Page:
In today’s churches, we place more of an emphasis on church planting through people than we do church planting through churches.
Jack Redford’s 1978 book Planting New Churches became one of the most influential church planting books for a decade following its release. He believed all churches should be involved in planting new churches as a normal part of their work.
Ideas were adopted by many church planters, and his book quickly became the planting guide for many. Redford featured nine steps to planting a new church. These steps made church planting look something like this: form a missions committee, find the place to plant, and prepare and send volunteers to engage with that community.
Once enough members of that community were interested, small groups would emerge and meet together on Sunday mornings. Eventually, once the mission chapel was able, people would begin to focus on the administrative work to make the church official and legal.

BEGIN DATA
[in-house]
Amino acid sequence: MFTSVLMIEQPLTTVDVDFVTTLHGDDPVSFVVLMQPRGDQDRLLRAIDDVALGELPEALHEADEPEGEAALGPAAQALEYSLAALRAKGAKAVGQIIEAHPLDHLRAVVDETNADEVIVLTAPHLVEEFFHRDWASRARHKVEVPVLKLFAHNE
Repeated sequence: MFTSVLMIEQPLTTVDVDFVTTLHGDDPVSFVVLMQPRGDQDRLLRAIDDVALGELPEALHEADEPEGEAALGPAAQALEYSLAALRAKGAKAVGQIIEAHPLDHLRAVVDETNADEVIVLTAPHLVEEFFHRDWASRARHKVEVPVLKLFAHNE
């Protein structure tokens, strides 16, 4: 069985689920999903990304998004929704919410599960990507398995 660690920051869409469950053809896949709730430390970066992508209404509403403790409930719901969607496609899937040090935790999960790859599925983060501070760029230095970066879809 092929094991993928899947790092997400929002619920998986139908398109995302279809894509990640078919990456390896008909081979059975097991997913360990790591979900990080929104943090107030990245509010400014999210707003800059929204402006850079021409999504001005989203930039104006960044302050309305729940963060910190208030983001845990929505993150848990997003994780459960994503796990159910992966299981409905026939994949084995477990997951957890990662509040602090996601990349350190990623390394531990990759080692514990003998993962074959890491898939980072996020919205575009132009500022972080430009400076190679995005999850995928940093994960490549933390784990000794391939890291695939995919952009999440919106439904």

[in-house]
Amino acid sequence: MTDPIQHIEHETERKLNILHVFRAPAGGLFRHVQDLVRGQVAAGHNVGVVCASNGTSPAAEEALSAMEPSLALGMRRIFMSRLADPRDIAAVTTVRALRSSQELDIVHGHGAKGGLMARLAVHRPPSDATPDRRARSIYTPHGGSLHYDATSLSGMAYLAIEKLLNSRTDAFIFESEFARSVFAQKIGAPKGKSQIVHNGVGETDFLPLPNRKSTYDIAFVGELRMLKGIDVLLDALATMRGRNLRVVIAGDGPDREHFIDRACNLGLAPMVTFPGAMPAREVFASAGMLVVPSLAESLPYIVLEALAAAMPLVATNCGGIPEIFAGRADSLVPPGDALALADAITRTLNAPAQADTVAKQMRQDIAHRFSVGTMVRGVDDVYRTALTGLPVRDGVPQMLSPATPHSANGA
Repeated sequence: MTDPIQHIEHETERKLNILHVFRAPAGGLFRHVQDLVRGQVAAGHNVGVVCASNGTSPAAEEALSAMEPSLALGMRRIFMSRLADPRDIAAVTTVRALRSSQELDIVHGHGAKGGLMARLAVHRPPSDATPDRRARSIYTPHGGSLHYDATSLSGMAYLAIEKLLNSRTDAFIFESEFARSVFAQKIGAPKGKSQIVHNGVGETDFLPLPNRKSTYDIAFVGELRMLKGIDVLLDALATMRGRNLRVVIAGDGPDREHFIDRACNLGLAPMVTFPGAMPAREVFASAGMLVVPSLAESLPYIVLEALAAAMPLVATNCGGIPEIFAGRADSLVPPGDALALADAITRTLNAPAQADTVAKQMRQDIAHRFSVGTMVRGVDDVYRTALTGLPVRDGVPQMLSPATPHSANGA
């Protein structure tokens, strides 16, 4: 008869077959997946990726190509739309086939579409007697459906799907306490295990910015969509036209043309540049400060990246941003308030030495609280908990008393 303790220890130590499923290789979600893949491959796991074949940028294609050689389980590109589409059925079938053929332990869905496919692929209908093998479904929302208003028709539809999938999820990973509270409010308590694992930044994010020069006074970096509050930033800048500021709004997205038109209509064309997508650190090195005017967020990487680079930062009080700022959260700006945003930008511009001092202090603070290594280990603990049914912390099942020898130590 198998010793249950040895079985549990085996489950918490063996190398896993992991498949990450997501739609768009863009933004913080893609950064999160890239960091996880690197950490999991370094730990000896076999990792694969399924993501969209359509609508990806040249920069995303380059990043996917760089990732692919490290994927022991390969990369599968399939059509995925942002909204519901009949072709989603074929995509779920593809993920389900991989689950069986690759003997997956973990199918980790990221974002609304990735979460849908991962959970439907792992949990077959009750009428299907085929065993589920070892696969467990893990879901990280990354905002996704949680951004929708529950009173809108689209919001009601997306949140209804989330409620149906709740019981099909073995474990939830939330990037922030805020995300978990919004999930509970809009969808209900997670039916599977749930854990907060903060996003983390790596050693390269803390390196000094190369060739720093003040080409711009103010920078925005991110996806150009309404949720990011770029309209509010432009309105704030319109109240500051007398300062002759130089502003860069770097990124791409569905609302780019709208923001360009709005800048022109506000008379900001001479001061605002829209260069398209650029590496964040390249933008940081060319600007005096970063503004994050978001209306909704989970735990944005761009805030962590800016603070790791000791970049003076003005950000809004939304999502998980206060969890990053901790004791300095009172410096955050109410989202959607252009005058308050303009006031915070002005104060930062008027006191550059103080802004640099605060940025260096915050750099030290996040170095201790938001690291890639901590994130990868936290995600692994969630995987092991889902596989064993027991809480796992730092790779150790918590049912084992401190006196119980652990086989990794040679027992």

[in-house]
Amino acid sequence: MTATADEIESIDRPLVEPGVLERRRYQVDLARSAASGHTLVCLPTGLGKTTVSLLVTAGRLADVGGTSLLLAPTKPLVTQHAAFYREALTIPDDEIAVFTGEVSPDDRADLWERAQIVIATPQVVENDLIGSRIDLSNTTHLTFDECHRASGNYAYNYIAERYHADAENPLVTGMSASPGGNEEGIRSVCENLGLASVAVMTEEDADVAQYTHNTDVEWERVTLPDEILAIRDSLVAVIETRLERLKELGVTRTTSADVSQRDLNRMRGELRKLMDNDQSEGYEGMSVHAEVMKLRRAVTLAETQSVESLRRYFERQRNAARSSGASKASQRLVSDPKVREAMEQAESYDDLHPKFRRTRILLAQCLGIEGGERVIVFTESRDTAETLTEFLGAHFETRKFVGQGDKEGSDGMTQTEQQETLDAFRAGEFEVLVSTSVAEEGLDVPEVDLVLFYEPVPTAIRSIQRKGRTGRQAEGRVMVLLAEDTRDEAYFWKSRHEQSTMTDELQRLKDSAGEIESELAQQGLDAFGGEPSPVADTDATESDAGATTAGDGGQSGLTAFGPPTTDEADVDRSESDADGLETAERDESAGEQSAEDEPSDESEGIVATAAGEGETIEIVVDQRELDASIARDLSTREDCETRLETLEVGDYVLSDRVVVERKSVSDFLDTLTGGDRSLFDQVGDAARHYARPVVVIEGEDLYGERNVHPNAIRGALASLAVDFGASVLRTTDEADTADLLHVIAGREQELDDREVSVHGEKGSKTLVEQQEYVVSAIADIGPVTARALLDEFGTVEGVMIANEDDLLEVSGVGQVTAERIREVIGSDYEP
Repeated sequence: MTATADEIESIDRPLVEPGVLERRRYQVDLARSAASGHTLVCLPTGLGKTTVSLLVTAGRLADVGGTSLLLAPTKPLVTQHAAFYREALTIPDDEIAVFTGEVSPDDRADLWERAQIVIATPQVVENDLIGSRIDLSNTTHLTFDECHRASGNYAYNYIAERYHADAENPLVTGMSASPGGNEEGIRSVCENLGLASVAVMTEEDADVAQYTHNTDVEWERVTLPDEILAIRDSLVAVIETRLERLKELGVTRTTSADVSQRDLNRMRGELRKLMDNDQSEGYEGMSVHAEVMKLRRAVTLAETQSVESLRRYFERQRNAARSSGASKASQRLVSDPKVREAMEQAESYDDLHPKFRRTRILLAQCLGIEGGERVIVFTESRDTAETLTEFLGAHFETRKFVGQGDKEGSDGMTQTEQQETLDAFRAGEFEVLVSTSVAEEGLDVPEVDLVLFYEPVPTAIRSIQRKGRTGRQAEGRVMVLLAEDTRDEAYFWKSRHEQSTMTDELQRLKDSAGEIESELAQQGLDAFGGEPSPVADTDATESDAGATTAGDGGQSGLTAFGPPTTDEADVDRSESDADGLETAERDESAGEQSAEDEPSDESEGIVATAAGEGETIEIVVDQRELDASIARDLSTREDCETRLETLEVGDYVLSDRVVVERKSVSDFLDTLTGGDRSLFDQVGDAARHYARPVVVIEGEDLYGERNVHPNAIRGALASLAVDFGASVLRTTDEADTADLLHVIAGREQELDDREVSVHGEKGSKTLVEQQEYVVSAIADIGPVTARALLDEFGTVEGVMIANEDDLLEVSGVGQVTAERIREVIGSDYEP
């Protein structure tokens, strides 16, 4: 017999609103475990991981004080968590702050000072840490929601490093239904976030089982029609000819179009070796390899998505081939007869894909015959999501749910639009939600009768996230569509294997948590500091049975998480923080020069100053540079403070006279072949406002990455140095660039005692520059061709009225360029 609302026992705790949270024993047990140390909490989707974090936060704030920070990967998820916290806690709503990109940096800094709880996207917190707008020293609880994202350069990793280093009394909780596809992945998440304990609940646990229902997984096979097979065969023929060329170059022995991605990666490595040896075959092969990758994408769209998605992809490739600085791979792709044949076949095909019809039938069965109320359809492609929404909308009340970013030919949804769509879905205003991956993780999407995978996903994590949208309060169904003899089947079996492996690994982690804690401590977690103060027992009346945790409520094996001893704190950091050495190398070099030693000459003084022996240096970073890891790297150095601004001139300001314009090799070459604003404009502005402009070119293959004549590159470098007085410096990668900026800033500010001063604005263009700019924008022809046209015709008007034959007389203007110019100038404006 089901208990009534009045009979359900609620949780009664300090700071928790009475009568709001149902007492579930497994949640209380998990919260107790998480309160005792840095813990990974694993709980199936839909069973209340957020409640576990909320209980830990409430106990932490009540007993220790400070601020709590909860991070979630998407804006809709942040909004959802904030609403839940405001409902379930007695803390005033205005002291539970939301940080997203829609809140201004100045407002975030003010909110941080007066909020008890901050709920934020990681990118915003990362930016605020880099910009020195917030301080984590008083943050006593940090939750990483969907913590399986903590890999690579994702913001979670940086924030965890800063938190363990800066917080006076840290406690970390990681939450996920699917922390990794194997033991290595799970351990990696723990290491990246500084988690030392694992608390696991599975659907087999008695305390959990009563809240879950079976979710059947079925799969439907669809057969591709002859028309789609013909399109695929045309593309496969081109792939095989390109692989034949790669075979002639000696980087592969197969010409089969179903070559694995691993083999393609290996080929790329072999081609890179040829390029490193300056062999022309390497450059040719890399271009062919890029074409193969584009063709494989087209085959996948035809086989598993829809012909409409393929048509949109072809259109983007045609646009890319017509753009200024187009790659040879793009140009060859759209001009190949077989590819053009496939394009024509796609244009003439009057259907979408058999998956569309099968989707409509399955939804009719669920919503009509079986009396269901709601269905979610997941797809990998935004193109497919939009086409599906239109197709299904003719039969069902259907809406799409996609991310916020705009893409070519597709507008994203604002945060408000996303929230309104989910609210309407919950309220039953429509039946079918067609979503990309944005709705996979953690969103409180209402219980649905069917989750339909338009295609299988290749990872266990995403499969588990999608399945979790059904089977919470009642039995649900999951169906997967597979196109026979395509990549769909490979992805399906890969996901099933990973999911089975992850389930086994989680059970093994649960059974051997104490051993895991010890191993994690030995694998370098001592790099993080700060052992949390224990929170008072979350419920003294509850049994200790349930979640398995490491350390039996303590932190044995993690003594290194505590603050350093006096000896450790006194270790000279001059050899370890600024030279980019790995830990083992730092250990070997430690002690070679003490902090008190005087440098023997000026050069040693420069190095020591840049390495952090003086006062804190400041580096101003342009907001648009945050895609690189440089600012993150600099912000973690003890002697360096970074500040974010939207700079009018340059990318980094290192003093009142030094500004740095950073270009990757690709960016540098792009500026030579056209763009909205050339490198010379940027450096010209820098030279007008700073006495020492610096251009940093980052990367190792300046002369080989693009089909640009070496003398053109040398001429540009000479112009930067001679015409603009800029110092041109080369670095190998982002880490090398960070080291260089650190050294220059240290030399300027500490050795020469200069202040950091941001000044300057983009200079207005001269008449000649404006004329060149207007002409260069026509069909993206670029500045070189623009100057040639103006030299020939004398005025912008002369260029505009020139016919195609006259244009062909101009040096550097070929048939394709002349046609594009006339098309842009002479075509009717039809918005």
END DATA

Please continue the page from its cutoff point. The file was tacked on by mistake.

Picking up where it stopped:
Churches Planting Churches
These nine steps focused mainly on the mother church’s involvement. Typically, a denomination or church would send out its members to plant another church. People would physically move to new locations in order to invest in the community of the new church.
The foundations of the sending church and the new churches they started were practically identical to one another. In fact, mother church involvement was so important that people often used the analogy of one beehive creating a new hive. They talked about the mother church “hiving off”: giving some of its people and with that part of its DNA to the new church.
Over the next decade or so, the conversation began to change. Bob Logan and others talked about planters, not just churches planting churches. The entrepreneurial planter became more central.
From the late 80s forward, church planting …
Source: Christianity Today Magazine